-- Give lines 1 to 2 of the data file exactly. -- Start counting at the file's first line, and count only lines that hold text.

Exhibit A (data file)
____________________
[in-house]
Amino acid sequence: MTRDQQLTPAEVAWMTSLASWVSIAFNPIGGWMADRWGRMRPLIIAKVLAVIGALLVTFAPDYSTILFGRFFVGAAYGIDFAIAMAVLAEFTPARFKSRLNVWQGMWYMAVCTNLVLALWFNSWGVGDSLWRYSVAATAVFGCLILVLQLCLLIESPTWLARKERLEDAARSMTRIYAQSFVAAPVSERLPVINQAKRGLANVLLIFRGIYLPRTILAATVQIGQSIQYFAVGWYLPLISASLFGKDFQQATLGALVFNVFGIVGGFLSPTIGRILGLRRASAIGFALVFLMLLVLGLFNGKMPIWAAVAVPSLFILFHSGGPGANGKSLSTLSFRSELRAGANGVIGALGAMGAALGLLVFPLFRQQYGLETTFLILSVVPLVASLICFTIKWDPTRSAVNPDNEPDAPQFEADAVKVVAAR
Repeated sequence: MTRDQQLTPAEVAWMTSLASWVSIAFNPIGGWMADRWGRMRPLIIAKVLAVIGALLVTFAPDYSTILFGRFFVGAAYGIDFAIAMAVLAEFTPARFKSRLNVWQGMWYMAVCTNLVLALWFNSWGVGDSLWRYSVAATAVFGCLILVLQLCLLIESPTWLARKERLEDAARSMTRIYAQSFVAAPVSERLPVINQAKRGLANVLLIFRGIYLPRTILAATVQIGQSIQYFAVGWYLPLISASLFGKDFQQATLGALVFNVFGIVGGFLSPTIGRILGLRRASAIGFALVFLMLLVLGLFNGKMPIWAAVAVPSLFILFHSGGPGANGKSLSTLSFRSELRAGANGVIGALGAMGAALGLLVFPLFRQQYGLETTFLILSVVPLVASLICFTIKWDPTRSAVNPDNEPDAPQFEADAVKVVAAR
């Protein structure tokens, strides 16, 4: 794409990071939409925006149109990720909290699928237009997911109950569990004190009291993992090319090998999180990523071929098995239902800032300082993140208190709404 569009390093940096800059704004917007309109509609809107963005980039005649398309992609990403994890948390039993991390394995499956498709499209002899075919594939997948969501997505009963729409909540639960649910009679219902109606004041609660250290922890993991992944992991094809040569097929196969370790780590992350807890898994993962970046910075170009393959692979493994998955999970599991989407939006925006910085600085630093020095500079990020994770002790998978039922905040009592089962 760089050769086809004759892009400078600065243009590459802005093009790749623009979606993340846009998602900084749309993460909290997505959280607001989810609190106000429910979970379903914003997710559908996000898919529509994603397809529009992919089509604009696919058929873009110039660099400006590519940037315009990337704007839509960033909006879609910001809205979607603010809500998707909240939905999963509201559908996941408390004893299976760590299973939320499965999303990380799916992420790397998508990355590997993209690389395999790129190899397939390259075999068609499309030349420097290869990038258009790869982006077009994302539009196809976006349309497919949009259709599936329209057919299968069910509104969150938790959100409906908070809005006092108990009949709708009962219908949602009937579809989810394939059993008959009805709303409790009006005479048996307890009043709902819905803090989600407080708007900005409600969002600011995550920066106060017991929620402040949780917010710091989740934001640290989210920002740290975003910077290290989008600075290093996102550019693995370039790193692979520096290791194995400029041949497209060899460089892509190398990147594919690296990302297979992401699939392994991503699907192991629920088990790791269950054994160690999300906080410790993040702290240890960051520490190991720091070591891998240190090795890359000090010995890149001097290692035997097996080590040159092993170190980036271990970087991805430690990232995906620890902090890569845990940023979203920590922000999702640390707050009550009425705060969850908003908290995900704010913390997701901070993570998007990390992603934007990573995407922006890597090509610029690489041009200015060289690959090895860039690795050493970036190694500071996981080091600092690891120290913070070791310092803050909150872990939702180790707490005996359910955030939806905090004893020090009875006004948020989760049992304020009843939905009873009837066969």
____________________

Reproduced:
[in-house]
Amino acid sequence: MTRDQQLTPAEVAWMTSLASWVSIAFNPIGGWMADRWGRMRPLIIAKVLAVIGALLVTFAPDYSTILFGRFFVGAAYGIDFAIAMAVLAEFTPARFKSRLNVWQGMWYMAVCTNLVLALWFNSWGVGDSLWRYSVAATAVFGCLILVLQLCLLIESPTWLARKERLEDAARSMTRIYAQSFVAAPVSERLPVINQAKRGLANVLLIFRGIYLPRTILAATVQIGQSIQYFAVGWYLPLISASLFGKDFQQATLGALVFNVFGIVGGFLSPTIGRILGLRRASAIGFALVFLMLLVLGLFNGKMPIWAAVAVPSLFILFHSGGPGANGKSLSTLSFRSELRAGANGVIGALGAMGAALGLLVFPLFRQQYGLETTFLILSVVPLVASLICFTIKWDPTRSAVNPDNEPDAPQFEADAVKVVAAR